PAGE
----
From the Journals

Omega-3 heart benefit: Just another fish tale?


 

FROM COCHRANE DATABASE OF SYSTEMATIC REVIEWS

There’s more evidence that the vaunted reputation of fish oil is all wet: An updated Cochrane Library review finds that boosting two components of omega-3 fats – mainly through supplements such as fish oil – has little or no impact on cardiac health or overall mortality.

Fish oil capsules ©Clayton Hansen/iStockphoto

“Although EPA and DHA reduce triglycerides, supplementary omega-3 fats are probably not useful for preventing or treating heart and circulatory diseases,” the researchers wrote, referring to eicosapentaenoic acid and docosahexaenoic acid, two sources of omega-3 fats in fish.

They did find signs that boosting intake of plant-based alpha-linolenic acid (ALA) “may be slightly protective for some heart and circulatory diseases.” However, they deemed the evidence to be of low quality compared with the high- to moderate-quality evidence supporting the conclusions regarding omega-3 fats from fish.

The review, led by Asmaa S. Abdelhamid, MBBCH, MSc, MD, of the University of East Anglia, was commissioned by the World Health Organization and published on July 18, 2018, in Cochrane Database of Systematic Reviews (doi: 10.1002/14651858.CD003177.pub3). It updates a 2004 Cochrane Library review.

As the review notes, “there is a great deal of public belief in the cardiovascular benefits of omega-3 fats.” But research in recent years has questioned the benefits of fish oil supplementation.

For the new review, the researchers focused on studies that boosted omega-3 fat intake using EPA, DHA and ALA.

The researchers included 79 randomized controlled trials with a total of more than 112,000 adult participants. The studies examined the cardiac and circulatory system effects of greater omega-3 consumption for at least a year compared with controls. Most trials tested supplementation with capsules, but some relied on boosting intake of foods or simply making dietary recommendations.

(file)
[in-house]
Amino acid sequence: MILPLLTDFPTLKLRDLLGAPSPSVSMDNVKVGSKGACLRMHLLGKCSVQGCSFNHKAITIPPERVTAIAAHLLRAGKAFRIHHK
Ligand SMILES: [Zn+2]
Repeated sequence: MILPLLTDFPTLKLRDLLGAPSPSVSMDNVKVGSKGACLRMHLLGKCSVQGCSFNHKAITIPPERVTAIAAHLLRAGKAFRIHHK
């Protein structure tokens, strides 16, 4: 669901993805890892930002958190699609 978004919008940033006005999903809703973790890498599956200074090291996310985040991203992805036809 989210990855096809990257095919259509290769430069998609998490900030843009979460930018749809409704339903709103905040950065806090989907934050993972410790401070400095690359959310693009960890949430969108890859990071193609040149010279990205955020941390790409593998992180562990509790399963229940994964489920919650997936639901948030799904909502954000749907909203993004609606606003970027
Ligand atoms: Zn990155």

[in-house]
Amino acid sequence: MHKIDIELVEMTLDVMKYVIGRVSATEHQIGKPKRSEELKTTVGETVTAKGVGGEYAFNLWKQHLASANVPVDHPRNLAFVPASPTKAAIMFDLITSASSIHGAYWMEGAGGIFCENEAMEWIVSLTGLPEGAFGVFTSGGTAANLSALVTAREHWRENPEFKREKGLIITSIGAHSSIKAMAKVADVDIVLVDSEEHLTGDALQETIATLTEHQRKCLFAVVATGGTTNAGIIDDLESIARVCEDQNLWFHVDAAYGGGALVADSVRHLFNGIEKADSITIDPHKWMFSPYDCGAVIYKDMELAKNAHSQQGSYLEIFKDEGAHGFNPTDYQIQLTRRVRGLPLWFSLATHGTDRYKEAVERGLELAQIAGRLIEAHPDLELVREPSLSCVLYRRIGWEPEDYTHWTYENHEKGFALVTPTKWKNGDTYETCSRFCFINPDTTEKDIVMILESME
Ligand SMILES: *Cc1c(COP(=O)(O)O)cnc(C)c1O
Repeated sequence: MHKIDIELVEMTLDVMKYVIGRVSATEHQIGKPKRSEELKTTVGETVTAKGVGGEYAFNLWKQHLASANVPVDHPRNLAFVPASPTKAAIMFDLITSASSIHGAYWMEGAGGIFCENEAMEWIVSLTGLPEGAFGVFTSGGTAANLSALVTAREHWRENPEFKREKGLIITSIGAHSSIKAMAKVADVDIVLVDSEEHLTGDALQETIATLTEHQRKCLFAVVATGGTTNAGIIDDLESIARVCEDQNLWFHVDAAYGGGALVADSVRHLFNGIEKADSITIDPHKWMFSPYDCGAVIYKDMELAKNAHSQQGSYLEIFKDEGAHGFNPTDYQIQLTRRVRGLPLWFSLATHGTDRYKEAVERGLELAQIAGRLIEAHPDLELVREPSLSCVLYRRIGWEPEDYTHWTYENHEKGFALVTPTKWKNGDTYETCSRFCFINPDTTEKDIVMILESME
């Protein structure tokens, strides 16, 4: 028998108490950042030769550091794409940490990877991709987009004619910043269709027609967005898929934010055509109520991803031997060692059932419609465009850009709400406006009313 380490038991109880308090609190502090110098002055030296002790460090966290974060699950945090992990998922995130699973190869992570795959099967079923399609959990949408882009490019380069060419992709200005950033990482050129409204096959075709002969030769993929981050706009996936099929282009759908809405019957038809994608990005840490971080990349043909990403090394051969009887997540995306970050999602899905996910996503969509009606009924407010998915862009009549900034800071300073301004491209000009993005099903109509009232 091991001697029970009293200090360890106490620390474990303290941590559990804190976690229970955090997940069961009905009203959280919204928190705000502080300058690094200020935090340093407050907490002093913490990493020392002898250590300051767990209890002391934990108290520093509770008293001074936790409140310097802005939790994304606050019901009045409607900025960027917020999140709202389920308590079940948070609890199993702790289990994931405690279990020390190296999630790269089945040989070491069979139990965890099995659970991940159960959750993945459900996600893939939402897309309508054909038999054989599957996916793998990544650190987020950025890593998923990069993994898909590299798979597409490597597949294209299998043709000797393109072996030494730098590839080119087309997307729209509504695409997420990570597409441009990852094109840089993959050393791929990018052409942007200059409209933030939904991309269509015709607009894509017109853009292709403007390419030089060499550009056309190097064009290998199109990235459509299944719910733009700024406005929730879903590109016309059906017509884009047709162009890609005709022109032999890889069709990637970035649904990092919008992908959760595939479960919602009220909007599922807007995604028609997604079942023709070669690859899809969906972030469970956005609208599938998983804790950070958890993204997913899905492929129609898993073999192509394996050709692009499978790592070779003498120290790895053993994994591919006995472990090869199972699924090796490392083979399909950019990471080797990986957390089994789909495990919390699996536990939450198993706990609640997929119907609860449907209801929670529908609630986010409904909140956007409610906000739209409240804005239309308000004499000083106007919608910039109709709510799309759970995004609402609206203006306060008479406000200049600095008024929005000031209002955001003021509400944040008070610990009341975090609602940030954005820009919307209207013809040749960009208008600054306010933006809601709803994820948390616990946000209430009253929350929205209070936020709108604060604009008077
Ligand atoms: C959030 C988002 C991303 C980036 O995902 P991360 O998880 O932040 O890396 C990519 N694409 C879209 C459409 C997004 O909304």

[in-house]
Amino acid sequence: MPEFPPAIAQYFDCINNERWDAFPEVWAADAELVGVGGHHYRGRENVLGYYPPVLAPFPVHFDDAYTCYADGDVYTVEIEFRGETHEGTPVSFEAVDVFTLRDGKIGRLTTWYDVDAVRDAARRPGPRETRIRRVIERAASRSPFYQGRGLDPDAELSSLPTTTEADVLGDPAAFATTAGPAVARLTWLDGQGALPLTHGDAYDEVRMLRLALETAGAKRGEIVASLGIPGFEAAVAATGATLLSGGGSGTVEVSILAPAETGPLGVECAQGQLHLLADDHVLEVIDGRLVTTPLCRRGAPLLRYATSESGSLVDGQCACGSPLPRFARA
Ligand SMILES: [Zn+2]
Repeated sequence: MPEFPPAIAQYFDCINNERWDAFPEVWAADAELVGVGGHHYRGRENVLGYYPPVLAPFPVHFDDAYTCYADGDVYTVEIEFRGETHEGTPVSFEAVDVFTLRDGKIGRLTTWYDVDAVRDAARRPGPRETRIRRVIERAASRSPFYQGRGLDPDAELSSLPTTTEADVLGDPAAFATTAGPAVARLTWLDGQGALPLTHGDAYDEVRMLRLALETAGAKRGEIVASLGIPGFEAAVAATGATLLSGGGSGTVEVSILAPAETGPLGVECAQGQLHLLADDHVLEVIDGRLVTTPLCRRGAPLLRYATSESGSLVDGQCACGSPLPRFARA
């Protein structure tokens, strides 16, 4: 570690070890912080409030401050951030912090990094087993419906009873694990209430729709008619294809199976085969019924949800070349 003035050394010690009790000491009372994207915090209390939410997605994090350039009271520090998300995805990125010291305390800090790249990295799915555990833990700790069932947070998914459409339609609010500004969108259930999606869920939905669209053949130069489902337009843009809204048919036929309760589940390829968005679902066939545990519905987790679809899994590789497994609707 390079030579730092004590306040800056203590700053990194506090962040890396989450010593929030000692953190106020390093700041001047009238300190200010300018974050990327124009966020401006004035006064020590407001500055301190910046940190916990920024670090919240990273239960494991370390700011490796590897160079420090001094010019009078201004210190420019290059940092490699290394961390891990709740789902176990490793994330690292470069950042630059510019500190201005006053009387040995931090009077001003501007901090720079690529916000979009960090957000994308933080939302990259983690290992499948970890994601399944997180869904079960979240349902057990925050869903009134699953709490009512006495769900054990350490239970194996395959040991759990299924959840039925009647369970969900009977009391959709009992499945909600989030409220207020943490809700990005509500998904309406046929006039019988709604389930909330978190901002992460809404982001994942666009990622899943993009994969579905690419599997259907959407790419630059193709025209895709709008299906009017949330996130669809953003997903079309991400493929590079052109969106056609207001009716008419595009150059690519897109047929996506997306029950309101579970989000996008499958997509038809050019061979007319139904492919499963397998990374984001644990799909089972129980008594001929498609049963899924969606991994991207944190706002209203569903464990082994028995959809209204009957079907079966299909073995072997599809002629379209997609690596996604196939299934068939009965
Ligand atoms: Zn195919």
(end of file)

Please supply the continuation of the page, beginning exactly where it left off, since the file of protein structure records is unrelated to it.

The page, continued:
The studies were conducted in North America, Europe, Australia, and Asia. Researchers determined that 25 trials were designed well enough to be deemed “very trustworthy.”

According to the review’s meta-analysis, increasing intake of long-chain omega-3 fatty acids (EPA and DHA) had little to no effect on all-cause mortality (relative risk, 0.98; 39 trials), cardiovascular mortality (RR, 0.95; 25 trials), cardiovascular events (RR, 0.99; 38 trials), coronary heart disease mortality (RR, 0.93; 21 trials) and arrhythmia (RR, 0.97; 28 trials), while there was a potential boost in stroke risk (RR, 1.06; 28 trials).

The investigators noted that the relative risk of coronary heart disease events fell (RR, 0.93; 28 trials), but this did not hold up after sensitivity analysis. All these trials were deemed of moderate or high quality.

As for increased ALA intake, the researchers found little or no effect on all-cause mortality (RR, 1.01; four trials) and cardiovascular mortality (RR, 0.96; four trials) or coronary heart disease events (RR, 1.00, four trials).

Although the researchers deemed the evidence on ALA to be of low quality, there’s a possible decreased risk of cardiovascular events (RR, 0.95; five trials), coronary heart disease mortality (RR, 0.95; three trials) and arrhythmia (RR, 0.79; one trial). It’s not clear if increased ALA intake affects stroke risk.

“There was no evidence that increasing LCn3 [long-chain omega-3 fatty acids] or ALA altered serious adverse events, adiposity, or lipids, although LCn3 slightly reduced triglycerides and increased HDL. ALA probably reduces HDL (high- or moderate-quality evidence),” the researchers wrote.

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